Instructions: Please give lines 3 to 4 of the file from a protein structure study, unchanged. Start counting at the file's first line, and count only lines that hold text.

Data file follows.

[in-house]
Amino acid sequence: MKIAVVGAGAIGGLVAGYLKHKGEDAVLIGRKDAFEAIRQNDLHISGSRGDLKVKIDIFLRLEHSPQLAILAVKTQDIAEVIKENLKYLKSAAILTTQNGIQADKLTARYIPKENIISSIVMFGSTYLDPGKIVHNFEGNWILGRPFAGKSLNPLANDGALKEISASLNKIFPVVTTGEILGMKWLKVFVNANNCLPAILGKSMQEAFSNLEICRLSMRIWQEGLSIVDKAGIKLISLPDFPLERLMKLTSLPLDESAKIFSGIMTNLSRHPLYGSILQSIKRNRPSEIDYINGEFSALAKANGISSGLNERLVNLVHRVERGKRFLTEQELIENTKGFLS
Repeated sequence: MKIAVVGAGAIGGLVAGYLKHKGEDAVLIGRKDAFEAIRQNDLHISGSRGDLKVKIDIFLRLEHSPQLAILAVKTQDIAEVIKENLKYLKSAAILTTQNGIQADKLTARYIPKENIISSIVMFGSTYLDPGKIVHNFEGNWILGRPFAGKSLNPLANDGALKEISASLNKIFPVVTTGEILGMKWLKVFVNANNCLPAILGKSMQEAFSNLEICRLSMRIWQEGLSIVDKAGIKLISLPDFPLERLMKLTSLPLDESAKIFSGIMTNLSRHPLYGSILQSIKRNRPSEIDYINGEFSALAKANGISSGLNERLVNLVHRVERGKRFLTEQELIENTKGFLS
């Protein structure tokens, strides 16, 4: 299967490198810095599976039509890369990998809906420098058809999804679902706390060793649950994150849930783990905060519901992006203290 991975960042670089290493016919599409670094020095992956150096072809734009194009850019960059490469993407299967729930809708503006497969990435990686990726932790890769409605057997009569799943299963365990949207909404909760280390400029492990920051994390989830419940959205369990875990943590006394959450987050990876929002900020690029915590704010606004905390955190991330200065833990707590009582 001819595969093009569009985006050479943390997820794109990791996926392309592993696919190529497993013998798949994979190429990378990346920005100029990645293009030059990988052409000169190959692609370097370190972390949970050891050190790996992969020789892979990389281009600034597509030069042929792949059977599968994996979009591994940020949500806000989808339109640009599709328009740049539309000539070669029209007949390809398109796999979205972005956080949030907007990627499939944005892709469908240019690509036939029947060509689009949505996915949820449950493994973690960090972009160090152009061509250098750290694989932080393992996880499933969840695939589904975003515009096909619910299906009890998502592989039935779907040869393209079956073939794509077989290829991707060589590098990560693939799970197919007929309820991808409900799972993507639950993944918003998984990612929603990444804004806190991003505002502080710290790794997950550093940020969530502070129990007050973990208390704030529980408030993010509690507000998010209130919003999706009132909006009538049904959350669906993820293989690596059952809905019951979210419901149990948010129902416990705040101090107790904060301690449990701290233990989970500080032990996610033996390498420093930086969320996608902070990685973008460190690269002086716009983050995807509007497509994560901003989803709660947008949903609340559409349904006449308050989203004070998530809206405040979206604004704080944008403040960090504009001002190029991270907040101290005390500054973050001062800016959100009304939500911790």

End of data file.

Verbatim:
Repeated sequence: MKIAVVGAGAIGGLVAGYLKHKGEDAVLIGRKDAFEAIRQNDLHISGSRGDLKVKIDIFLRLEHSPQLAILAVKTQDIAEVIKENLKYLKSAAILTTQNGIQADKLTARYIPKENIISSIVMFGSTYLDPGKIVHNFEGNWILGRPFAGKSLNPLANDGALKEISASLNKIFPVVTTGEILGMKWLKVFVNANNCLPAILGKSMQEAFSNLEICRLSMRIWQEGLSIVDKAGIKLISLPDFPLERLMKLTSLPLDESAKIFSGIMTNLSRHPLYGSILQSIKRNRPSEIDYINGEFSALAKANGISSGLNERLVNLVHRVERGKRFLTEQELIENTKGFLS
């Protein structure tokens, strides 16, 4: 299967490198810095599976039509890369990998809906420098058809999804679902706390060793649950994150849930783990905060519901992006203290 991975960042670089290493016919599409670094020095992956150096072809734009194009850019960059490469993407299967729930809708503006497969990435990686990726932790890769409605057997009569799943299963365990949207909404909760280390400029492990920051994390989830419940959205369990875990943590006394959450987050990876929002900020690029915590704010606004905390955190991330200065833990707590009582 001819595969093009569009985006050479943390997820794109990791996926392309592993696919190529497993013998798949994979190429990378990346920005100029990645293009030059990988052409000169190959692609370097370190972390949970050891050190790996992969020789892979990389281009600034597509030069042929792949059977599968994996979009591994940020949500806000989808339109640009599709328009740049539309000539070669029209007949390809398109796999979205972005956080949030907007990627499939944005892709469908240019690509036939029947060509689009949505996915949820449950493994973690960090972009160090152009061509250098750290694989932080393992996880499933969840695939589904975003515009096909619910299906009890998502592989039935779907040869393209079956073939794509077989290829991707060589590098990560693939799970197919007929309820991808409900799972993507639950993944918003998984990612929603990444804004806190991003505002502080710290790794997950550093940020969530502070129990007050973990208390704030529980408030993010509690507000998010209130919003999706009132909006009538049904959350669906993820293989690596059952809905019951979210419901149990948010129902416990705040101090107790904060301690449990701290233990989970500080032990996610033996390498420093930086969320996608902070990685973008460190690269002086716009983050995807509007497509994560901003989803709660947008949903609340559409349904006449308050989203004070998530809206405040979206604004704080944008403040960090504009001002190029991270907040101290005390500054973050001062800016959100009304939500911790």